Of course just because the HMI is 24VDC doesn't mean that the PLC needs to be.
You gotta look at the entire system.
Good Luck
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Old July 29th, 2004, 11:59 PM   #11
allscott
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There are pros and cons to both

120V advantages;
It can be easier to troubleshoot. If you run +24V DC out to say a push button station without the common it can be tough to check for voltage (if the supply is floating). You can avoid the sinking/sourcing discussion with your electricians with a 120V system. You may not need to buy a DC power supply for certain systems.

24V DC advantages;
Some sensor manufacturers have been telling me that switching is faster on 24VDC. DC is less stimulating to hook up hot. DC sensors are solid state, cheaper, and offer more variety.
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Old July 30th, 2004, 03:57 AM   #12
ArikBY
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Long time I thought 110AC input is better to avoid noises until I fount it not true by hard way.
So I recomend DC supply to the PLC and DC inputs/outputs
if someting go wrong with your service it better the DC power supply would demage then the PLC. Sinking/Sourcing it just matter of training.
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Old July 30th, 2004, 04:18 AM   #13
Peter Nachtwey
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Quote:
Originally posted by allscott
Some sensor manufacturers have been telling me that switching is faster on 24VDC.
On a motion control project, 120 vac is unacceptable for photocells or any other device where fast feedback is required. Why?

Quote:
Would anyone agree that 24VDC design philosophy comes from Europe?
Why. 24 volt systems are much easier to get certified by UL and CSA.
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Old July 30th, 2004, 05:06 AM   #14
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Quote:
Originally posted by Peter Nachtwey


On a motion control project, 120 vac is unacceptable for photocells or any other device where fast feedback is required. Why?
Hrm... Because it probably takes at least 16ms to determine that a signal is present (or absent)(60Hz systems)? Plus, there is a further time delay in that the AC is usually rectified and filtered a bit to prevent dropouts from noise and low lines.

Switched DC signals only have the speed of the switching device, capacitance of the signal lead, and propogation delay of the lead length to deal with .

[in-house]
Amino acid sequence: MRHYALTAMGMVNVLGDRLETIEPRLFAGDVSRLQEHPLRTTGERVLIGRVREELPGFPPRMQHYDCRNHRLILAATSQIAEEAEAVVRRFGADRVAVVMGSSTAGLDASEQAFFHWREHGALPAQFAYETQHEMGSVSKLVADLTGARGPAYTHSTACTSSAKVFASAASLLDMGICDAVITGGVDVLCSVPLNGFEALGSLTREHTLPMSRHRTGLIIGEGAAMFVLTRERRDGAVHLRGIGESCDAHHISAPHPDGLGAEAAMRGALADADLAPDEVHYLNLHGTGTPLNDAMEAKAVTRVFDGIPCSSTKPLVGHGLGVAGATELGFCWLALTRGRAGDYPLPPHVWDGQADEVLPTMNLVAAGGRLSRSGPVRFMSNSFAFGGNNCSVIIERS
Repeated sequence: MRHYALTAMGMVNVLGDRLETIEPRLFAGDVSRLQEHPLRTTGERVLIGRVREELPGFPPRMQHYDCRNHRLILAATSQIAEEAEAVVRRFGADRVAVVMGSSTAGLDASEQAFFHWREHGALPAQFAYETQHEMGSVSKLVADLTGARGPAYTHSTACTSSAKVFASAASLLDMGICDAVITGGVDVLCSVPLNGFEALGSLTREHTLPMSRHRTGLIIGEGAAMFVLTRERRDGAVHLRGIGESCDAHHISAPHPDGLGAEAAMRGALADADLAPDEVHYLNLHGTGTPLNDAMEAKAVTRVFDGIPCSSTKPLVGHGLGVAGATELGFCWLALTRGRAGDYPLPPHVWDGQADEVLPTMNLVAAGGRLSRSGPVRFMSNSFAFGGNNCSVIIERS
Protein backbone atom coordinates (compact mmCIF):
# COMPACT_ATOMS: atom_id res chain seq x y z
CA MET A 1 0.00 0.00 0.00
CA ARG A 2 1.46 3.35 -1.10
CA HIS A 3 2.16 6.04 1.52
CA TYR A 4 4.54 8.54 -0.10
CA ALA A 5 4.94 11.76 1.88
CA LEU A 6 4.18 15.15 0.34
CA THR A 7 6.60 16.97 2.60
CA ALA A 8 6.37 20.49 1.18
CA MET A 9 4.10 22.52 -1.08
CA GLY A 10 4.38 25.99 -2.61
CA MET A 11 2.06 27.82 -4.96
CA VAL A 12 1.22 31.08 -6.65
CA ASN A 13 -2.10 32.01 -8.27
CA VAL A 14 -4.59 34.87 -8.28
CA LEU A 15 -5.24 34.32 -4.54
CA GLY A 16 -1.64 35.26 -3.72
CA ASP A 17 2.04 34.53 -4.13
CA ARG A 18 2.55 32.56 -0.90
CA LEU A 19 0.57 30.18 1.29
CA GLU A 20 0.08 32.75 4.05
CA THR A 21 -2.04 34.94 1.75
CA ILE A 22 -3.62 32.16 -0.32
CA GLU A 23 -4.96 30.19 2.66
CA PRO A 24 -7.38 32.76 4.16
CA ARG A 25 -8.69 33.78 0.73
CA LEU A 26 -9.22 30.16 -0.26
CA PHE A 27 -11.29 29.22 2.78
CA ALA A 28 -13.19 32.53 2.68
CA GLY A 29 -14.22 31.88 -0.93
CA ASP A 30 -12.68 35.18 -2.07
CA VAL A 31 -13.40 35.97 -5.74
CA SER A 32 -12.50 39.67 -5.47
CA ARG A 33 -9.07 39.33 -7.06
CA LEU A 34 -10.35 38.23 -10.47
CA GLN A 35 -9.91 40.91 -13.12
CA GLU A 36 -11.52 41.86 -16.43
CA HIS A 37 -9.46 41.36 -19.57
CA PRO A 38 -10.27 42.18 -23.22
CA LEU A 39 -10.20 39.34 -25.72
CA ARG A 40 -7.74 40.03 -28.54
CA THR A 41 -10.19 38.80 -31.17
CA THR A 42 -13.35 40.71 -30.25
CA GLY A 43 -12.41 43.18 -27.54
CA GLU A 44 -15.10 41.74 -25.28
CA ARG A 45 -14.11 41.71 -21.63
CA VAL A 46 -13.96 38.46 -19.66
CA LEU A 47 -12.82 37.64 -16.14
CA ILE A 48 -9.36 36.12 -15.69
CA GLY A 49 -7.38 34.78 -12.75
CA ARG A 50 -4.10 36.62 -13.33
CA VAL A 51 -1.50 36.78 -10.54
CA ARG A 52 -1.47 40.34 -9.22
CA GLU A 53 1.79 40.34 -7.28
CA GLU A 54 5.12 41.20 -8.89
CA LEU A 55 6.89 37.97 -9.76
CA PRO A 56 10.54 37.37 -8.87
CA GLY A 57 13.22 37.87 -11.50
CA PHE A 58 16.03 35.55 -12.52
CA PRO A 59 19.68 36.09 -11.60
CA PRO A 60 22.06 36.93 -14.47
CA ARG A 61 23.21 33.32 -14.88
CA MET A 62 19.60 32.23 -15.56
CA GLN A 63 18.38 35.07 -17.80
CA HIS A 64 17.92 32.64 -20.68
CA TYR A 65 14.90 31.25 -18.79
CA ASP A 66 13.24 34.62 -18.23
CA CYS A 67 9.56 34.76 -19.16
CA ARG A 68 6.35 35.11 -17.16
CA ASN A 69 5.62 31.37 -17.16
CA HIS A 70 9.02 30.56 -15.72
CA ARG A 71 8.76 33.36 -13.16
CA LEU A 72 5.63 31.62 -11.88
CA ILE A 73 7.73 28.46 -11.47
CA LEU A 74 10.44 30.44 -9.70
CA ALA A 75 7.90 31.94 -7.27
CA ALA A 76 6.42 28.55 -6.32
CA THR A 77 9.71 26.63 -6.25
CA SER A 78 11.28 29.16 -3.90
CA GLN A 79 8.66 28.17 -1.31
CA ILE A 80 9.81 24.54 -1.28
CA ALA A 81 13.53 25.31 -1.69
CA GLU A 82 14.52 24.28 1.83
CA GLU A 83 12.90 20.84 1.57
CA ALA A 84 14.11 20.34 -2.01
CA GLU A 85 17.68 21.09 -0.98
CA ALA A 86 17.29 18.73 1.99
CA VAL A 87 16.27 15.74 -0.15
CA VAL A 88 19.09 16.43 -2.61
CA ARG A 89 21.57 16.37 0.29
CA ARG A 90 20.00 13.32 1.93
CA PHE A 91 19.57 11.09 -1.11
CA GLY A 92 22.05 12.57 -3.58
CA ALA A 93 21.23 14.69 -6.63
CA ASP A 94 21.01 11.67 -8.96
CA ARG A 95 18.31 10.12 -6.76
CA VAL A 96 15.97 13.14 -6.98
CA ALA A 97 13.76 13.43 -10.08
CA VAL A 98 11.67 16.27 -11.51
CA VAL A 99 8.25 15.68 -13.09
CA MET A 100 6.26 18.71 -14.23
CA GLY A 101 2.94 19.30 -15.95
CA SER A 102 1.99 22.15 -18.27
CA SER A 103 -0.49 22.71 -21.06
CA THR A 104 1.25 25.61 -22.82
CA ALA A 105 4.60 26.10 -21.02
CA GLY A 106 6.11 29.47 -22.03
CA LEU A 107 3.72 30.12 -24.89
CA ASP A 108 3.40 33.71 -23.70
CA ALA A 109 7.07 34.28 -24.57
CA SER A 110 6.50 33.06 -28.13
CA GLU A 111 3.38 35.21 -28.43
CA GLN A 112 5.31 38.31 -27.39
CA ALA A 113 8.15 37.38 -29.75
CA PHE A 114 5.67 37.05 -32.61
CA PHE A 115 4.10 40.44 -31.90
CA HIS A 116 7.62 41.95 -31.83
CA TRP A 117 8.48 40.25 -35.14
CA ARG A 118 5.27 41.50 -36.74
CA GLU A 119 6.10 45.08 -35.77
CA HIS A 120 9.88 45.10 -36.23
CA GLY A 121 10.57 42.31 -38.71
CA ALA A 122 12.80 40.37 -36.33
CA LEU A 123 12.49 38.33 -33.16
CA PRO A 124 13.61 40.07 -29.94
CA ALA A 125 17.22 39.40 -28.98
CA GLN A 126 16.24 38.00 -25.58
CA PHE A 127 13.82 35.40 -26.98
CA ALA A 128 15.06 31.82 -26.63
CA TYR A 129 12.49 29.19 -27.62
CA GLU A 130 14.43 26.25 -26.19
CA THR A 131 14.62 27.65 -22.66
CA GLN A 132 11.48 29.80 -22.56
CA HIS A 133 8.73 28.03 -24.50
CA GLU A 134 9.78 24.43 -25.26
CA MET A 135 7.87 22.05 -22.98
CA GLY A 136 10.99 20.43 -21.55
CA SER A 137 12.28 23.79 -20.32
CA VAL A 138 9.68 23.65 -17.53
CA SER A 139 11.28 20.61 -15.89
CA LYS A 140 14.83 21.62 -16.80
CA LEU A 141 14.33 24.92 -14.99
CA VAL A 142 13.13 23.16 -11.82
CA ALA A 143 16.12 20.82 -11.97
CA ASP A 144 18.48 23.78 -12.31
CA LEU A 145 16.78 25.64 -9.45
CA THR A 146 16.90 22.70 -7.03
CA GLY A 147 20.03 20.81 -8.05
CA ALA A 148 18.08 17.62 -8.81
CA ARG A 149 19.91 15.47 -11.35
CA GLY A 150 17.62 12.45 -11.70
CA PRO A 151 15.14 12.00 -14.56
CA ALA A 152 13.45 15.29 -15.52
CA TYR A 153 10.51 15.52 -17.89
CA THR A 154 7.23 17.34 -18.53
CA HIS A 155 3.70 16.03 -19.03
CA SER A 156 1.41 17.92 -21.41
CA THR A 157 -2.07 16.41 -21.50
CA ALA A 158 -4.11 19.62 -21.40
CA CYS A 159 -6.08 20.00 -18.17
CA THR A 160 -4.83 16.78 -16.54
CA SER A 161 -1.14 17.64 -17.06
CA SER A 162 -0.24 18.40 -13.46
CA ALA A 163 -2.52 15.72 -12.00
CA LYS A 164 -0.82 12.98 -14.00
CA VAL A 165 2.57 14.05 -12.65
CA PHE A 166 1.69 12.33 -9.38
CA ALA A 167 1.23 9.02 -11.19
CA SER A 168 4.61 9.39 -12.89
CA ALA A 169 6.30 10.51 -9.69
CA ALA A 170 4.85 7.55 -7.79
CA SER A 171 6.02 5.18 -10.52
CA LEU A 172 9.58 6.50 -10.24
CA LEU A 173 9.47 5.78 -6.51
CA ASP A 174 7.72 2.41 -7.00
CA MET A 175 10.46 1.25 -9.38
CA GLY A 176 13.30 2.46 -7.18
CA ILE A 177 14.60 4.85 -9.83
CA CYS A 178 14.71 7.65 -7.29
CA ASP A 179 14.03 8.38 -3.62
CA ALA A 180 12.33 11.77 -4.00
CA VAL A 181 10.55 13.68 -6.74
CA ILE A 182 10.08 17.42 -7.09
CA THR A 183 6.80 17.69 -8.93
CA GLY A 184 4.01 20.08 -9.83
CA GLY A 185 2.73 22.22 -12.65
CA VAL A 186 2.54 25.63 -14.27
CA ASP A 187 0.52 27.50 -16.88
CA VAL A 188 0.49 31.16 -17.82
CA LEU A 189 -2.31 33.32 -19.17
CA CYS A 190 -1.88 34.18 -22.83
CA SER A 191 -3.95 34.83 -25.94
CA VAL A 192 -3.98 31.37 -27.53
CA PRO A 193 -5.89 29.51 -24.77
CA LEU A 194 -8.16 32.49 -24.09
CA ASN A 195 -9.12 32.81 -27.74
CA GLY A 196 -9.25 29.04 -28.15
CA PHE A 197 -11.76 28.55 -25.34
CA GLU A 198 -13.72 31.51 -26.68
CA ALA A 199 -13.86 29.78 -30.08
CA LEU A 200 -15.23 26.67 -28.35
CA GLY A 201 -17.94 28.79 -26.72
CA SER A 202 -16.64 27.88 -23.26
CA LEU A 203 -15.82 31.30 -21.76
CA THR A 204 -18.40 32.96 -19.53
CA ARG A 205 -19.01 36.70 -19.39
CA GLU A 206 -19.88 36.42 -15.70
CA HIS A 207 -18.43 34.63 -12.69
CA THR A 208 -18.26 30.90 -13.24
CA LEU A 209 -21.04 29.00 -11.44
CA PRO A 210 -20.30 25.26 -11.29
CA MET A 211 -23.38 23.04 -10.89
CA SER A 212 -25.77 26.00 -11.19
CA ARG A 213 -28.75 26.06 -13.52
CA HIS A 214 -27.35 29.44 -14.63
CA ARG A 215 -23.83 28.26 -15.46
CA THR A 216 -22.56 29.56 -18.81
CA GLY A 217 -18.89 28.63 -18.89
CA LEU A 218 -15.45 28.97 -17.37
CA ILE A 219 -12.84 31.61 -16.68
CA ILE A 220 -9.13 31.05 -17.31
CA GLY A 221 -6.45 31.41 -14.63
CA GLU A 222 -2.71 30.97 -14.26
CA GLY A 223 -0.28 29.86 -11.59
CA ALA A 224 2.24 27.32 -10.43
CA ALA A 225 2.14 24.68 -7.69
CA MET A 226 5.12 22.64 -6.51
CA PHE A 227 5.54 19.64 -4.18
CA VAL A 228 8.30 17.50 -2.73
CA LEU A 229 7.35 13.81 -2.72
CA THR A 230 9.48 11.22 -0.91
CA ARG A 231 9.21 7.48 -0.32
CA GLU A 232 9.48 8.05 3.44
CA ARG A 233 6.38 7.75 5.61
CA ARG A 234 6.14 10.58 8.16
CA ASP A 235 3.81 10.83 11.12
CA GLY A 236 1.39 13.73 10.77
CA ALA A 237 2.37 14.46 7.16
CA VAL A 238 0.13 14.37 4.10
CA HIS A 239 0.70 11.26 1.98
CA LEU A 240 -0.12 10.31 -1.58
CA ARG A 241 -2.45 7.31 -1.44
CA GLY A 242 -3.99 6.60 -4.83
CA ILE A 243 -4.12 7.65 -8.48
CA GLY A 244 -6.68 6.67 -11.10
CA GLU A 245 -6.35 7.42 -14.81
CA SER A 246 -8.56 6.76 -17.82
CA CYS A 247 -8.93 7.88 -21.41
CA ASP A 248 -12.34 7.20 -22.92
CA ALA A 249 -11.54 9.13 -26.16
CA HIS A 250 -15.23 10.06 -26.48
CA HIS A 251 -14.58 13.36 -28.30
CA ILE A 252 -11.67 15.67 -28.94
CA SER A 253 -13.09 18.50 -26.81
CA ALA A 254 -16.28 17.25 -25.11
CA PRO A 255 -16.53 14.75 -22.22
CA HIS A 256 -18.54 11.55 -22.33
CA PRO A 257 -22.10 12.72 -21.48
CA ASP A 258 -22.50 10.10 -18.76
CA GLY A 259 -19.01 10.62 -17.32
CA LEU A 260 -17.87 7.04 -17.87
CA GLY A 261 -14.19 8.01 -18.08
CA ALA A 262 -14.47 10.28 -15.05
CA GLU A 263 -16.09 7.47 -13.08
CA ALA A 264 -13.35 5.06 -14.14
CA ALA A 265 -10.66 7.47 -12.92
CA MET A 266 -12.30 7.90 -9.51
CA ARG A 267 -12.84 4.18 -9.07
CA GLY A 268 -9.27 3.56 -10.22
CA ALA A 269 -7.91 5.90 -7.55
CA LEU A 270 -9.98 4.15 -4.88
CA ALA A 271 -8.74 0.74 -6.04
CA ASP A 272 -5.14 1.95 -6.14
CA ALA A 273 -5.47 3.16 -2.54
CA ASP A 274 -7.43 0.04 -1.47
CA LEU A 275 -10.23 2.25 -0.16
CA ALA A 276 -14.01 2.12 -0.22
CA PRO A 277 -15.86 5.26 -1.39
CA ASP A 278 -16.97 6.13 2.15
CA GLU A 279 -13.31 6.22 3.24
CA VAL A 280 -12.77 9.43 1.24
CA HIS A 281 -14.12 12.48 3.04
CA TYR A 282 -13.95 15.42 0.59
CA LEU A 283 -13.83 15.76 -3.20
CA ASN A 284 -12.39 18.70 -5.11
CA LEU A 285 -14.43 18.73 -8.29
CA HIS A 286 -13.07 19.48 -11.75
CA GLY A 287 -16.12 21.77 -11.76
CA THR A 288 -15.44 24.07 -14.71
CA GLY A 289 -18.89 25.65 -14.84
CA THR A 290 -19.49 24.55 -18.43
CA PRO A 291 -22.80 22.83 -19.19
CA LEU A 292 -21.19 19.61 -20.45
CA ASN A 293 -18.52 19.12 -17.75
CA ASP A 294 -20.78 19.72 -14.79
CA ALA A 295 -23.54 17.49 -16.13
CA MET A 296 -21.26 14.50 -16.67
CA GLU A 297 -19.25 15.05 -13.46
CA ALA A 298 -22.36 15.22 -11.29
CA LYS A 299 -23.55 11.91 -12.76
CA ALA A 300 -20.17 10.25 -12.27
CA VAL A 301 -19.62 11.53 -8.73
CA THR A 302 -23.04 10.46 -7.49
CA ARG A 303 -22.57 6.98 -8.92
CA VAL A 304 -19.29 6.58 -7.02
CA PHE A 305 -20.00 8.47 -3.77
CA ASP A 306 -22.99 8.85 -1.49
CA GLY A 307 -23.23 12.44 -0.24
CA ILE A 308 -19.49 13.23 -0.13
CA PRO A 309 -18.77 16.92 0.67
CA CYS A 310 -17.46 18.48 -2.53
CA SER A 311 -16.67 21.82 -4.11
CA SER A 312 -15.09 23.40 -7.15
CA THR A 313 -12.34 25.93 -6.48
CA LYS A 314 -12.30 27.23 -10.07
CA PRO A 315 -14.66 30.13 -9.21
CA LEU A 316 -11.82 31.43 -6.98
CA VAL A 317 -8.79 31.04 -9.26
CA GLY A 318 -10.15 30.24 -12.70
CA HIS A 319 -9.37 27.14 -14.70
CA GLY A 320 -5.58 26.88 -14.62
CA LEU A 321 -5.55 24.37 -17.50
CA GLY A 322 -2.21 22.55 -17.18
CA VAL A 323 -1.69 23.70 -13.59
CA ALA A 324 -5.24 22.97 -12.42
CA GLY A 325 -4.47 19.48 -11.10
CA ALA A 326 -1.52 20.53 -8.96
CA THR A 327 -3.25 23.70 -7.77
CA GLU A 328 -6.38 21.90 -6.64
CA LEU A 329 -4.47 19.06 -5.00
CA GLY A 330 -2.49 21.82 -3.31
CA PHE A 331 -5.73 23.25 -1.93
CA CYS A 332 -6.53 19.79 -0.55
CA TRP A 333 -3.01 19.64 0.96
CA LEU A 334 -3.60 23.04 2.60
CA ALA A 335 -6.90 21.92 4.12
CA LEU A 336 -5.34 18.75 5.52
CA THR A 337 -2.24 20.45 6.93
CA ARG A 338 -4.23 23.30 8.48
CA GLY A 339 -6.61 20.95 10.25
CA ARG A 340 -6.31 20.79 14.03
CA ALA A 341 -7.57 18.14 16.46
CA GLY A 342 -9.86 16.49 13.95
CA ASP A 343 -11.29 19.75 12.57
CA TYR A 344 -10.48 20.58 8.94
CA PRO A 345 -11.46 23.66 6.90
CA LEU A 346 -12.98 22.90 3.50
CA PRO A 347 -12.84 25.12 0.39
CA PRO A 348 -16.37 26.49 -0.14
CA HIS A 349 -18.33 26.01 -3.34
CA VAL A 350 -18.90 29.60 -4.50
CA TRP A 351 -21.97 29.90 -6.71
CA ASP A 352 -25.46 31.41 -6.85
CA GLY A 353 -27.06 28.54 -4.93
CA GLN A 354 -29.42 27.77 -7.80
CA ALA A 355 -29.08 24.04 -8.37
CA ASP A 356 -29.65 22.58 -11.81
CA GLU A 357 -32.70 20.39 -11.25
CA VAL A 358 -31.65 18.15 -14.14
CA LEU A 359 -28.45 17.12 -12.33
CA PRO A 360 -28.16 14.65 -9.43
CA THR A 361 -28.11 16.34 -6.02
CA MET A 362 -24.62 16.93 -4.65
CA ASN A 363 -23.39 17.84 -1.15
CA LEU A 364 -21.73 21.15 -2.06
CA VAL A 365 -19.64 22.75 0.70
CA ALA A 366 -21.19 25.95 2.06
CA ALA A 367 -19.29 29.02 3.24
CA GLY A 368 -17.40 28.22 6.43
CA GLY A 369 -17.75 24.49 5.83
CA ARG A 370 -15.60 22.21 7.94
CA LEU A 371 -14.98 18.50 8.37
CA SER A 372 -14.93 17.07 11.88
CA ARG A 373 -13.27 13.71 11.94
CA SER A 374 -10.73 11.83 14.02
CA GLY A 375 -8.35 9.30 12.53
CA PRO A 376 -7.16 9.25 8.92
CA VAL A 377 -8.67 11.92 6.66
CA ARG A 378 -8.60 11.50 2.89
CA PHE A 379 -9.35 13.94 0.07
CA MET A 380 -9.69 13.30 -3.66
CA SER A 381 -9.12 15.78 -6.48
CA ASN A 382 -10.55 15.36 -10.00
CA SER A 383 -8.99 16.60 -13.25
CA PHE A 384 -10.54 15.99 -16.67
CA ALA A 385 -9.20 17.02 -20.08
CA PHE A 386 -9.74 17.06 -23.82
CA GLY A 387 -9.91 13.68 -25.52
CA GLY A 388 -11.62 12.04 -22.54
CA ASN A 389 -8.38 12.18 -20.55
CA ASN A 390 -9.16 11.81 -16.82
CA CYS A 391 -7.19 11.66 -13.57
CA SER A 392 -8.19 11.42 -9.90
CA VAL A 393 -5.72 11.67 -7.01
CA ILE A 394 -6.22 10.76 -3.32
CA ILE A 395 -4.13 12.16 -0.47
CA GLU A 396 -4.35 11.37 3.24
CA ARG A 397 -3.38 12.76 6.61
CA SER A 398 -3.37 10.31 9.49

Quote:
Why. 24 volt systems are much easier to get certified by UL and CSA.
Very true here.

I much prefer 24VDC systems myself. Safer, overall lower energy, and as a side benefit, it's quick and simple to check if you are getting noise on a DC signal; just measure the signal with your multimeter set to AC.

Casey, what piece of equipment is eliminated by using 24vdc power? If you mean the power supply, well, whether you use 110VAC, or 24VDC, you still have another power supply before the CPU. Add to that, that a seperate 24VDC supply (even if sourced by a 110VAC transformer) is a huge level of protection from AC Line spikes.

24VDC systems can also be powered reliably directly from batteries. I can't count how many times UPS systems have failed, but float-charged battery systems almost never do.
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Old July 30th, 2004, 05:40 AM   #15
JohnW
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24V DC power

I use only 24V dc control voltage now. It is a lot safer and means that there is no need to worry about risks of electric shock on pushbutton stations etc. Panels are safer to work in live as long as you take care to seperate your 415V power from the control equipment. I use Siemens Sitop power supplies as these are SELV rated so there is no need for a seperate isolating transformer so I have more space and less heat in the panel. I have used 24V dc control on contactors up to 300A. The 24V dc power supplies I use are generally very fault tolerant. The only disadvantage is that dc powered contactors are more expensive, if this is an issue then I use 24V dc control circuits and interface relays to drive 110V ac contactors. I never put 110V onto any control items like pushbuttons or limit switches.

Use a seperate dc power supply for the PLC so a control line fault doesn't affect it.